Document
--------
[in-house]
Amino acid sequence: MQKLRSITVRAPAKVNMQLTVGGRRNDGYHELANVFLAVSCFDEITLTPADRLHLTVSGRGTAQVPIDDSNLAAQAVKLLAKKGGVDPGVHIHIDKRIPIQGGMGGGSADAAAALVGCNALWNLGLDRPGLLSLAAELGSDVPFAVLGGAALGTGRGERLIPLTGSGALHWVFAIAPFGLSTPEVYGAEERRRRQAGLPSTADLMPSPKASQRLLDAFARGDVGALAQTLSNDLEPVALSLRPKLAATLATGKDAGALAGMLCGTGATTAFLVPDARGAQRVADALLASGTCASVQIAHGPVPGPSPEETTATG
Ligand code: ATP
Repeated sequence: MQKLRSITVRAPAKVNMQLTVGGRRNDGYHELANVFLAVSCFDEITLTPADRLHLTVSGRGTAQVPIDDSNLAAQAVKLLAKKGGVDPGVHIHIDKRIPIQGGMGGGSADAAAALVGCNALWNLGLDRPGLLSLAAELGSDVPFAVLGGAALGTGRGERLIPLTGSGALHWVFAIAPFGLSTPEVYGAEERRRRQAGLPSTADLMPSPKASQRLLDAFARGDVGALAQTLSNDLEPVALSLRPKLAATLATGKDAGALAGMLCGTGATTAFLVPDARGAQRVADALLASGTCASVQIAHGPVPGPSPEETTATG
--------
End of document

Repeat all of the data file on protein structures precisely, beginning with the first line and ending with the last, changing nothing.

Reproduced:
[in-house]
Amino acid sequence: MQKLRSITVRAPAKVNMQLTVGGRRNDGYHELANVFLAVSCFDEITLTPADRLHLTVSGRGTAQVPIDDSNLAAQAVKLLAKKGGVDPGVHIHIDKRIPIQGGMGGGSADAAAALVGCNALWNLGLDRPGLLSLAAELGSDVPFAVLGGAALGTGRGERLIPLTGSGALHWVFAIAPFGLSTPEVYGAEERRRRQAGLPSTADLMPSPKASQRLLDAFARGDVGALAQTLSNDLEPVALSLRPKLAATLATGKDAGALAGMLCGTGATTAFLVPDARGAQRVADALLASGTCASVQIAHGPVPGPSPEETTATG
Ligand code: ATP
Repeated sequence: MQKLRSITVRAPAKVNMQLTVGGRRNDGYHELANVFLAVSCFDEITLTPADRLHLTVSGRGTAQVPIDDSNLAAQAVKLLAKKGGVDPGVHIHIDKRIPIQGGMGGGSADAAAALVGCNALWNLGLDRPGLLSLAAELGSDVPFAVLGGAALGTGRGERLIPLTGSGALHWVFAIAPFGLSTPEVYGAEERRRRQAGLPSTADLMPSPKASQRLLDAFARGDVGALAQTLSNDLEPVALSLRPKLAATLATGKDAGALAGMLCGTGATTAFLVPDARGAQRVADALLASGTCASVQIAHGPVPGPSPEETTATG